It only goes to show that international rugby league isn’t taken seriously in Oz, which is a shame considering that the game’s perceived lack of international competition is a major weakness in the eyes of Aussie sports fans. Many, of course, see tennis, union and soccer in a better light than league.
In fact an interesting post on an Aussie website when the Kangaroos’ first Gillette Tri-Nations game was reportedly stopped from going out live went along the lines of so what? This is a game played only in one country.
Besides the obvious question of how a sport played in only one country could host a Tri-Nations tournament in the first place, that kind of attitude is a dangerous one to leave unanswered. It’s a pity that NRL clubs can’t see the link between improving the international game and the benefits to themselves in terms of fans, revenue and playing talent.
Perhaps the problem lies in that Australian rugby league is in a fairly comfortable position. The Kangaroos are the best in the world, attendances at NRL games are quite respectable and the State of Origin series is arguably the biggest sporting event in the country. Maybe then I’m wrong, and things couldn’t get much better for the NRL clubs.
So there lies the problem in persuading the clubs to put international football first. And that’s a real shame, because it could leave the much-hyped 2008 World Cup out in the cold somewhat. It could be that the glorious Australian centenary season could turn out as the ultimate damp squib, unless attitudes change, quick.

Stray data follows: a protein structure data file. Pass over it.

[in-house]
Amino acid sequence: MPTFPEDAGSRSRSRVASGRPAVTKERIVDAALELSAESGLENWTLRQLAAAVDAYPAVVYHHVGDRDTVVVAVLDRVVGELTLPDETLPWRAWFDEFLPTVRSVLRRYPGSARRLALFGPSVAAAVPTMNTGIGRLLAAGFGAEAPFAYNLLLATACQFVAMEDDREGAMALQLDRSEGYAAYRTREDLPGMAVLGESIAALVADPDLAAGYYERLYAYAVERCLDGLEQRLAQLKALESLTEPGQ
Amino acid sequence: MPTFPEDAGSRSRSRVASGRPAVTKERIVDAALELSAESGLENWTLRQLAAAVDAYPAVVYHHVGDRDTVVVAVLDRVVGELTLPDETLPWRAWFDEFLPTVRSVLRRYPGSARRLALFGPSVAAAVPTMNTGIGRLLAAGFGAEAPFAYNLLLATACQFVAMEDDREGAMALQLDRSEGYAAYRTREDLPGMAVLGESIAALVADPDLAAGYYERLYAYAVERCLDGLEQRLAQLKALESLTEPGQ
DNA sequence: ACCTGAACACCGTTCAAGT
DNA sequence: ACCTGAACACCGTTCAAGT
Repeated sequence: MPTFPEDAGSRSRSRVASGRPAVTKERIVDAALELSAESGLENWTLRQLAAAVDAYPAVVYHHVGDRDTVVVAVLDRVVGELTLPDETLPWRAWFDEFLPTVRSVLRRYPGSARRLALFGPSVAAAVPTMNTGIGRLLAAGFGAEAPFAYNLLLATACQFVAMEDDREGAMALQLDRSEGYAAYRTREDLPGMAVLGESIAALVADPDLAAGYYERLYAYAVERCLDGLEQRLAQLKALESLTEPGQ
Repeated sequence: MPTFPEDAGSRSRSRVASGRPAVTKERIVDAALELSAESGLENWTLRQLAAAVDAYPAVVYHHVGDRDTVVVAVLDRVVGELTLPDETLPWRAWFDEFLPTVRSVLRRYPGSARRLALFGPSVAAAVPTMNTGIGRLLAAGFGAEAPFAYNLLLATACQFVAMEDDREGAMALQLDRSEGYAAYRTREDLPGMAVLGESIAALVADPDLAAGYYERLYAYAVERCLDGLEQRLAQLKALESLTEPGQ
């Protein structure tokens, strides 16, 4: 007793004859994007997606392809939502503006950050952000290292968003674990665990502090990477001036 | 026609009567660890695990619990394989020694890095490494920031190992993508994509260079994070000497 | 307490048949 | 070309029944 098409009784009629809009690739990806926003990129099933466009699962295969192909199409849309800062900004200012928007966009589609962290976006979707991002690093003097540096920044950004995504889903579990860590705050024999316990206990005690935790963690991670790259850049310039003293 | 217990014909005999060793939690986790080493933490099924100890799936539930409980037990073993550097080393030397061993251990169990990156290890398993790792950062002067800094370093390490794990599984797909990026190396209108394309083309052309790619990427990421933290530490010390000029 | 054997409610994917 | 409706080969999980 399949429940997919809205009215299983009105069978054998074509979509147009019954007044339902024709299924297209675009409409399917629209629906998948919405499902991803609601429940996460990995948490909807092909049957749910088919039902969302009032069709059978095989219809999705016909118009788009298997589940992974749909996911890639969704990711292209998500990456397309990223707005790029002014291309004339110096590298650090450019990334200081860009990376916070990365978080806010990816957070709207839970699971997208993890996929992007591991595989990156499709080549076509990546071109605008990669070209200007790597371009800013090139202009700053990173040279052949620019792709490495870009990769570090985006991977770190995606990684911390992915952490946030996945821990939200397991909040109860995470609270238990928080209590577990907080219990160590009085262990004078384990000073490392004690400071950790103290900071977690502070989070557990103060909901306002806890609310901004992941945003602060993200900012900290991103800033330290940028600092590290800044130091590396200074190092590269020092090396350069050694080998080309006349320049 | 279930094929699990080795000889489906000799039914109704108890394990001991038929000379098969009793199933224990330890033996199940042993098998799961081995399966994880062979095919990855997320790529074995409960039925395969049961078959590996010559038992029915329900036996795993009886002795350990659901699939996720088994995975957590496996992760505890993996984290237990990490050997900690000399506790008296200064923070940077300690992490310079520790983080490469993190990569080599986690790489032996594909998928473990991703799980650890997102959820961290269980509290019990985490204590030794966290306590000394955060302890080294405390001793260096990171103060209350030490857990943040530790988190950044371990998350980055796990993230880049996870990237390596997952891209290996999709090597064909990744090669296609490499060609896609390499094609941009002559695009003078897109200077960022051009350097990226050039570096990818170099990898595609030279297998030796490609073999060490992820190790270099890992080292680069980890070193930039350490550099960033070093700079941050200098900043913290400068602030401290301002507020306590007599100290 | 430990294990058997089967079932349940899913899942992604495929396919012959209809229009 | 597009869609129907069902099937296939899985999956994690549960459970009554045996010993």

In the short term, it’s a terrible inconvenience that the game is cancelled – seeing as the RFL dreamt up the whole ‘Millennium Magic’ thing to ensure a free weekend in the fixture list. Okay, maybe that’s harsh. The Cardiff-based event could turn out to be a huge success in its own right.
But the fact remains that we have gone to some lengths to improve on last season’s event – which was a partial success with improvements certainly possible – only to have those efforts count for nought.
It seems that the RFL will now orchestrate a game against either a World XIII made up of engage Super League players or France. To be quite honest I don’t relish the prospect of either. Of the two ideas the former is probably the best, although any World XIII will lack togetherness and appear contrived.
France will certainly prove no contest for Great Britain. Despite the much-trumpeted appearance of Les Catalans Dragons into our league, the French national side has shown precisely no improvement for it. Consider the beatings handed down by Tonga and Samoa in the Federation Shield – a sixty or seventy points thrashing would be the cards.
As a side-note, I didn’t want to judge the effect of the Catalan side on the French side after just one season – that’s hardly reasonable. But if pundits are going to tell us that the Dragons have improved the standard of France, I feel that those claims should be refuted.
Perhaps the best solution would be for Great Britain to play against Papua New Guinea instead. I can’t guarantee that they’d perform any better than the French, but unlike France they haven’t been given much of a chance. Considering that PNG is the only country in the world with rugby league as its national sport, that they haven’t been given more opportunity to play Test matches is a crime.
With the likes of Marcus Bai, Stanley Gene and Makali Aizure plying their trade at English clubs, this venture is surely worth a try. All those players are at Yorkshire clubs, so the game would by necessity have to be played somewhere in the White Rose County – Headingley may be a good option.
The success or otherwise of the game will depend on how competitive the game is to serve its purpose as a warm-up for Great Britain, and on the size of the attendance. Hopefully the RFL will come to the best decision to ensure that both criteria are fulfilled.
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